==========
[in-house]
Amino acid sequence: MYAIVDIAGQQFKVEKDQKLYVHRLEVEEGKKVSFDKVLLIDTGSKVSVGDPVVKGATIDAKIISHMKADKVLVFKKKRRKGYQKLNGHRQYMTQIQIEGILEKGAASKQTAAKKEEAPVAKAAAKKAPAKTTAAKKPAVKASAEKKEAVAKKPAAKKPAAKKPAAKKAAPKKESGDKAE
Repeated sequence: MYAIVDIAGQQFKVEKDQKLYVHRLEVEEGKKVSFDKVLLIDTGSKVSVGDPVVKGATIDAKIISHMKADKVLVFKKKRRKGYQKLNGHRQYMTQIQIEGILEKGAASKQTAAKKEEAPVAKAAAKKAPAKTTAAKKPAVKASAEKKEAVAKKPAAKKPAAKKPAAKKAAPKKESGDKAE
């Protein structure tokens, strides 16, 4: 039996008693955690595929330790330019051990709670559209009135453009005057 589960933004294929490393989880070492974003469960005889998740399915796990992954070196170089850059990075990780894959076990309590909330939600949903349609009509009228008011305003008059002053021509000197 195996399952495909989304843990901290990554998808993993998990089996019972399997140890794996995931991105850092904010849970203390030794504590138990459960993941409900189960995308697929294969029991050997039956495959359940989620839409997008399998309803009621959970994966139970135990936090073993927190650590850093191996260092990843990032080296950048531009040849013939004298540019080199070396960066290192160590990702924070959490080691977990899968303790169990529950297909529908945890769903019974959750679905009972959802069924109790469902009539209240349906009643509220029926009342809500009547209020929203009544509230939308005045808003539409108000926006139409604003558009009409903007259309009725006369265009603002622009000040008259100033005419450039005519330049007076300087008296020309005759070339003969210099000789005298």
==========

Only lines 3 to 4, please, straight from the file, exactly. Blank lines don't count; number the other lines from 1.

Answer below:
Repeated sequence: MYAIVDIAGQQFKVEKDQKLYVHRLEVEEGKKVSFDKVLLIDTGSKVSVGDPVVKGATIDAKIISHMKADKVLVFKKKRRKGYQKLNGHRQYMTQIQIEGILEKGAASKQTAAKKEEAPVAKAAAKKAPAKTTAAKKPAVKASAEKKEAVAKKPAAKKPAAKKPAAKKAAPKKESGDKAE
């Protein structure tokens, strides 16, 4: 039996008693955690595929330790330019051990709670559209009135453009005057 589960933004294929490393989880070492974003469960005889998740399915796990992954070196170089850059990075990780894959076990309590909330939600949903349609009509009228008011305003008059002053021509000197 195996399952495909989304843990901290990554998808993993998990089996019972399997140890794996995931991105850092904010849970203390030794504590138990459960993941409900189960995308697929294969029991050997039956495959359940989620839409997008399998309803009621959970994966139970135990936090073993927190650590850093191996260092990843990032080296950048531009040849013939004298540019080199070396960066290192160590990702924070959490080691977990899968303790169990529950297909529908945890769903019974959750679905009972959802069924109790469902009539209240349906009643509220029926009342809500009547209020929203009544509230939308005045808003539409108000926006139409604003558009009409903007259309009725006369265009603002622009000040008259100033005419450039005519330049007076300087008296020309005759070339003969210099000789005298």